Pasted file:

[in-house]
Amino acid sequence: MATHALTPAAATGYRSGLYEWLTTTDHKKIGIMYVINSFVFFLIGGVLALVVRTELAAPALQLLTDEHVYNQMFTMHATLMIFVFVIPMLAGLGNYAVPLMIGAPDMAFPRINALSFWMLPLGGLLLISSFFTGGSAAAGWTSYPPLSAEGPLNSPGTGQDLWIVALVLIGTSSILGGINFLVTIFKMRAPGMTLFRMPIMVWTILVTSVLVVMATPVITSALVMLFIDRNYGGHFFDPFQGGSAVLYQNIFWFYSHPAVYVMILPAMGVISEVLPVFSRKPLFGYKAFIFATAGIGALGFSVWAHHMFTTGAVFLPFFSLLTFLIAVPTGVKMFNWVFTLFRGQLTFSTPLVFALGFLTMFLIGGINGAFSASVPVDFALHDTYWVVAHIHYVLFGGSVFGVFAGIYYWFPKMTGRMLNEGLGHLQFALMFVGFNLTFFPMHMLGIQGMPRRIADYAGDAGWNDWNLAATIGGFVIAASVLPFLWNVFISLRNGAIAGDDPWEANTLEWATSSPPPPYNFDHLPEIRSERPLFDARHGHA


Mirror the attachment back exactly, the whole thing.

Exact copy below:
[in-house]
Amino acid sequence: MATHALTPAAATGYRSGLYEWLTTTDHKKIGIMYVINSFVFFLIGGVLALVVRTELAAPALQLLTDEHVYNQMFTMHATLMIFVFVIPMLAGLGNYAVPLMIGAPDMAFPRINALSFWMLPLGGLLLISSFFTGGSAAAGWTSYPPLSAEGPLNSPGTGQDLWIVALVLIGTSSILGGINFLVTIFKMRAPGMTLFRMPIMVWTILVTSVLVVMATPVITSALVMLFIDRNYGGHFFDPFQGGSAVLYQNIFWFYSHPAVYVMILPAMGVISEVLPVFSRKPLFGYKAFIFATAGIGALGFSVWAHHMFTTGAVFLPFFSLLTFLIAVPTGVKMFNWVFTLFRGQLTFSTPLVFALGFLTMFLIGGINGAFSASVPVDFALHDTYWVVAHIHYVLFGGSVFGVFAGIYYWFPKMTGRMLNEGLGHLQFALMFVGFNLTFFPMHMLGIQGMPRRIADYAGDAGWNDWNLAATIGGFVIAASVLPFLWNVFISLRNGAIAGDDPWEANTLEWATSSPPPPYNFDHLPEIRSERPLFDARHGHA